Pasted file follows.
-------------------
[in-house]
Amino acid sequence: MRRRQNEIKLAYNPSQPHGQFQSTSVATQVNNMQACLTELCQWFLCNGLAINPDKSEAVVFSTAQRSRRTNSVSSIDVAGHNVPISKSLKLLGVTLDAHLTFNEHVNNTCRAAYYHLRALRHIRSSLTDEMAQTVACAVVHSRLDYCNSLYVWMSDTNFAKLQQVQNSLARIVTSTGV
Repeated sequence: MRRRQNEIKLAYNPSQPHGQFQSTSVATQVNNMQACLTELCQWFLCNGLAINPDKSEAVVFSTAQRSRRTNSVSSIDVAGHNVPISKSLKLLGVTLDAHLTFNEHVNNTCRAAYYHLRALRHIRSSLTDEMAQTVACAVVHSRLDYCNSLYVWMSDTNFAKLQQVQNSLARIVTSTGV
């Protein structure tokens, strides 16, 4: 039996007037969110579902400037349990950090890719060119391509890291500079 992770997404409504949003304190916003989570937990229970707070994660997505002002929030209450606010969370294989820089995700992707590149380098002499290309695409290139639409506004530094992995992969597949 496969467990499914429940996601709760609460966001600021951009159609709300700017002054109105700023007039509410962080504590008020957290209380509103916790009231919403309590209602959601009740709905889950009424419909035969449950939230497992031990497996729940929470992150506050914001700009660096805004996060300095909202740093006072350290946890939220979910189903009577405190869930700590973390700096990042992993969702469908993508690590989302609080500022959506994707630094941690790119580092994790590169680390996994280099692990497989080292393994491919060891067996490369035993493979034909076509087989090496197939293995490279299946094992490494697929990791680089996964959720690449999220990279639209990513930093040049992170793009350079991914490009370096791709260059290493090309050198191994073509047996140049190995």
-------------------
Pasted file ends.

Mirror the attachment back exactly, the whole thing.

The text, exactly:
[in-house]
Amino acid sequence: MRRRQNEIKLAYNPSQPHGQFQSTSVATQVNNMQACLTELCQWFLCNGLAINPDKSEAVVFSTAQRSRRTNSVSSIDVAGHNVPISKSLKLLGVTLDAHLTFNEHVNNTCRAAYYHLRALRHIRSSLTDEMAQTVACAVVHSRLDYCNSLYVWMSDTNFAKLQQVQNSLARIVTSTGV
Repeated sequence: MRRRQNEIKLAYNPSQPHGQFQSTSVATQVNNMQACLTELCQWFLCNGLAINPDKSEAVVFSTAQRSRRTNSVSSIDVAGHNVPISKSLKLLGVTLDAHLTFNEHVNNTCRAAYYHLRALRHIRSSLTDEMAQTVACAVVHSRLDYCNSLYVWMSDTNFAKLQQVQNSLARIVTSTGV
């Protein structure tokens, strides 16, 4: 039996007037969110579902400037349990950090890719060119391509890291500079 992770997404409504949003304190916003989570937990229970707070994660997505002002929030209450606010969370294989820089995700992707590149380098002499290309695409290139639409506004530094992995992969597949 496969467990499914429940996601709760609460966001600021951009159609709300700017002054109105700023007039509410962080504590008020957290209380509103916790009231919403309590209602959601009740709905889950009424419909035969449950939230497992031990497996729940929470992150506050914001700009660096805004996060300095909202740093006072350290946890939220979910189903009577405190869930700590973390700096990042992993969702469908993508690590989302609080500022959506994707630094941690790119580092994790590169680390996994280099692990497989080292393994491919060891067996490369035993493979034909076509087989090496197939293995490279299946094992490494697929990791680089996964959720690449999220990279639209990513930093040049992170793009350079991914490009370096791709260059290493090309050198191994073509047996140049190995």